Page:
Although established in 2006, Future Islands seem to be a band that haven’t really been able to get their footing—be it in what kind of sound they are going for, or in the number of full length albums they have put out. Regardless, after a listen or two, On the Water is the album that changes things for this band; it’s a solid synth-pop album with some jams that will have you either bobbing your head to the beat or basking in the glow of their dramatically emotional musings.
Future Islands is composed of three men with synthesizers, vocals and guitars, the combination of which makes for an interesting sound combo. You have these groovy synthesizers that fuse with the passionately gruff vocals of Samuel Herring, which makes up the crux of their sound. Herring belts the words to his songs in his mesmerizing style, pushing every ounce of emotion into every syllable he sings, which drives the sonic interest behind this band and makes the sound more than just some synthesized beats.
On the first song, which is also the title track, you can hear such passion emoted in Herrings vocals. Some atmospheric noise starts things out softly, but then the drum beats and synths roll in and it feels like a beast is crawling over your ears. This image is completed with the entrance of Herring, whose vocals feel strained with raw feeling, even turning into a growl-like state at some points. I’m reminded of a cross between David Bowie and Patrick Wolf in that the throat emotion is the main focus of his style, which may feel melodramatic to some, but proves to be my favorite part of Future Islands’ sound. If you detest it after the first song, I don’t think it would be wise to attempt to pursue this band any further—it is the driving force behind the synth.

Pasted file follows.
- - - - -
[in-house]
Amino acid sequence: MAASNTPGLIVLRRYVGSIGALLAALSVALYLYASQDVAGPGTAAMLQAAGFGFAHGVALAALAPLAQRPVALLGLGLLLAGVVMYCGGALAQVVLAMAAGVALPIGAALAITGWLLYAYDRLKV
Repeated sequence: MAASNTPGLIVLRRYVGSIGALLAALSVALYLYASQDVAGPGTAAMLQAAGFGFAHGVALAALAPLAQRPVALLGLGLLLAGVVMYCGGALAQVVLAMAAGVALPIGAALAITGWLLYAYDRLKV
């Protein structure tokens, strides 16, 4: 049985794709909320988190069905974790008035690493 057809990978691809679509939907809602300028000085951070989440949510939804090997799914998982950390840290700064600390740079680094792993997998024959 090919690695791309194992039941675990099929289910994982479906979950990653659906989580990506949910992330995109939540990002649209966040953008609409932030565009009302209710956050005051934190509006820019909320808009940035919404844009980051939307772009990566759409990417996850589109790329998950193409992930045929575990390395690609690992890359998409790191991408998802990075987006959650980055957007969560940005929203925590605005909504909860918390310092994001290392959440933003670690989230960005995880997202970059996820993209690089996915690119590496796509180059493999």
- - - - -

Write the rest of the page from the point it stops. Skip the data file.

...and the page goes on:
There are some standouts on this album that seem to propel it past their last release. One of these comes third and features Jenn Wasner of Wye Oak for some male/female duality in the vocals, and the result is a lovely combination of power. Another highlight comes later on “Give Us The Wind,” in which you can jam to the deep bass of the song and feel the cathartic weight of the lyrics; “We don’t want your blessings/ Give us the Wind.”
While not all songs are exactly the most explosive of numbers, there are enough high points to outweigh the mediocre ones. On the Water serves as a good synth-pop record that will surely warrant further listening.